Numerous factories produced wares in the style of Meissen and Sevres

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I like to think of myself as a fairly cheerful sort of chap, I enjoy a joke, love to laugh and even after a hard and occasionally frustrating day just the sight of my beautiful wife standing by the cooker preparing another delight for tea will bring a warm glow to my heart.

Today however my day hasn’t really unfolded as I hoped it would when I jumped joyfully from my bed this morning.

Since I got home I have been chastised for not making a phone call I should have made, leaving my wet umbrella in the hall and not returning the bin to its regular resting place.

In a nutshell, my beautiful vision beside the cooker has tarnished and I have a headache. I know both of these distressing things are but a temporary flicker in my exciting week though, because tomorrow I have a collection of Dresden to value. Dresden does not refer to a particular maker but rather to a combination of at least forty porcelain workshops and decorators in and around the city of Dresden in Germany, which became a major centre for porcelain production.

Numerous factories produced wares in the style of Meissen and Sevres, and many of these makers used copies and old Meissen marks.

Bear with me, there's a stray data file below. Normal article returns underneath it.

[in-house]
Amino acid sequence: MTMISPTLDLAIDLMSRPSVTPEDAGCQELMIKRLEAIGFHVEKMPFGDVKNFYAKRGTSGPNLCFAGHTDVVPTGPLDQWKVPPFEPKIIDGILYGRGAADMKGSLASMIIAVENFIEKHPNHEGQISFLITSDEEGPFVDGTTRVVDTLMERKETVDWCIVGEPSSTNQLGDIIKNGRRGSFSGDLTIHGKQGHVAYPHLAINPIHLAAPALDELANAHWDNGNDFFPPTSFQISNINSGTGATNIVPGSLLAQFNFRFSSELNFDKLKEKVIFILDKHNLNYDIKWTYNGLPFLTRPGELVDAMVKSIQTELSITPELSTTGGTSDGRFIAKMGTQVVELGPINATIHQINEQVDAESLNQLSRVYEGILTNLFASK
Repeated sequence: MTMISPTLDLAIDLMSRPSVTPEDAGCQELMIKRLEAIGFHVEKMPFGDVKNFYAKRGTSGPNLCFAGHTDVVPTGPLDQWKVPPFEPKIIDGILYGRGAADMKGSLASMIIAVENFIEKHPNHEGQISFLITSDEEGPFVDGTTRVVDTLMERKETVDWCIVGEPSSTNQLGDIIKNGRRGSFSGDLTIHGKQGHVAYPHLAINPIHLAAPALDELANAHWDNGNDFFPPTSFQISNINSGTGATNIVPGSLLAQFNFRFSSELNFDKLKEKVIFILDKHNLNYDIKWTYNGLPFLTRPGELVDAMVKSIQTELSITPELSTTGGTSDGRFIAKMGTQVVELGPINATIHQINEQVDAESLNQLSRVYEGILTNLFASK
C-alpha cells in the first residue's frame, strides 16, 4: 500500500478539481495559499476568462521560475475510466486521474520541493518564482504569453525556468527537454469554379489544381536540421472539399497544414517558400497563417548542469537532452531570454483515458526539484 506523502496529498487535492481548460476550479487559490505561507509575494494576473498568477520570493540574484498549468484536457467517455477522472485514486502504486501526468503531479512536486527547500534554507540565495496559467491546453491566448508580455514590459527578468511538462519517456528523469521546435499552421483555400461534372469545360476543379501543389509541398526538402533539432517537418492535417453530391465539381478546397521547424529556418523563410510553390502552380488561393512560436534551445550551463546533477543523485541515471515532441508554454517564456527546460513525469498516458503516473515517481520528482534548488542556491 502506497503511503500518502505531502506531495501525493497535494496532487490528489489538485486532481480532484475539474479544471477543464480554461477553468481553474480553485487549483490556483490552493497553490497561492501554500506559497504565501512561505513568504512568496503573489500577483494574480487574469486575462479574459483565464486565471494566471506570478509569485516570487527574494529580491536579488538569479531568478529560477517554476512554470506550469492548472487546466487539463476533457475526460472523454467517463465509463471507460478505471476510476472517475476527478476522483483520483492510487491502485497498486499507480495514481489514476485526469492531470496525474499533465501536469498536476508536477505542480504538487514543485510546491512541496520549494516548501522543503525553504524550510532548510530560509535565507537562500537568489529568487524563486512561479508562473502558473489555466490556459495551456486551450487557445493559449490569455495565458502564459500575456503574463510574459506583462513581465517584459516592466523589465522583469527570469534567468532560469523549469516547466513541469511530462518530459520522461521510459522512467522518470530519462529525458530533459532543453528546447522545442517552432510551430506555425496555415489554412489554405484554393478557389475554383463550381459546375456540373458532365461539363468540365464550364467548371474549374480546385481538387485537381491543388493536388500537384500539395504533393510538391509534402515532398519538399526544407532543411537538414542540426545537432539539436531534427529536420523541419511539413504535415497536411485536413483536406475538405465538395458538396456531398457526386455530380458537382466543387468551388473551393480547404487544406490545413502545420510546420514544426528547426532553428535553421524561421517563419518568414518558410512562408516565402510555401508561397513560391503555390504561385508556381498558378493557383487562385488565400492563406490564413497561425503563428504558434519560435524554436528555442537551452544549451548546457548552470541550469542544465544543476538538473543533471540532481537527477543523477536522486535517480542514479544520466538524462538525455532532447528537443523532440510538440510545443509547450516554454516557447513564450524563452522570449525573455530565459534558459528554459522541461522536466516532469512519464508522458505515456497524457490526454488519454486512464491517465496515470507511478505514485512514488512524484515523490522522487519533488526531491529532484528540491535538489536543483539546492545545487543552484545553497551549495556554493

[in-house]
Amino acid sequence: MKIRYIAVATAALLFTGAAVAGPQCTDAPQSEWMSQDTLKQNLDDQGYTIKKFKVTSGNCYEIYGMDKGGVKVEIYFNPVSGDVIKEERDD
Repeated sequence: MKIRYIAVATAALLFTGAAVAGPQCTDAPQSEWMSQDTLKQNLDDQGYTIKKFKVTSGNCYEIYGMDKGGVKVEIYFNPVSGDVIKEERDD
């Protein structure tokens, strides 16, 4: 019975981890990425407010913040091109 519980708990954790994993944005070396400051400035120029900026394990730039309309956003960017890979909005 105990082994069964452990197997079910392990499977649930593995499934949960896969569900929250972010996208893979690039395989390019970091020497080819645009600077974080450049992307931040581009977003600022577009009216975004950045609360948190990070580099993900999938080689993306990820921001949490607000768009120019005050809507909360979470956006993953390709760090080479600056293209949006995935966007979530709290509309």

Meissen dominated the mid 18th century style of porcelain and was imitated not just in Dresden but throughout Europe. The hard paste porcelain used by most workshops in Dresden is less white and refined than Meissen porcelain and the decoration was not always carefully applied.

Nevertheless, some of the best pieces may be mistaken for Meissen.

Although there was a tradition in Dresden, stretching back to the 18th century, of producing fine porcelain figures, less expensive figures also found a ready market.

Very inexpensive figures would be made in a single two piece mould, while more elaborate expensive examples were assembled from many pieces.

Among the most common products are modelled or cast mythological, allegorical and pastoral figures and groups, birds and animals.

Figures usually wear 18th century costume but are larger and far more elaborate than Meissen originals. Dresden porcelain is generally of a poorer quality than the Meissen it mimics and thus is not as desirable but does offer a collector value for money.

Dresden figures are often not marked except by impressed numbers, but in the case of Dresden it is better to concentrate on quality and not a maker’s mark.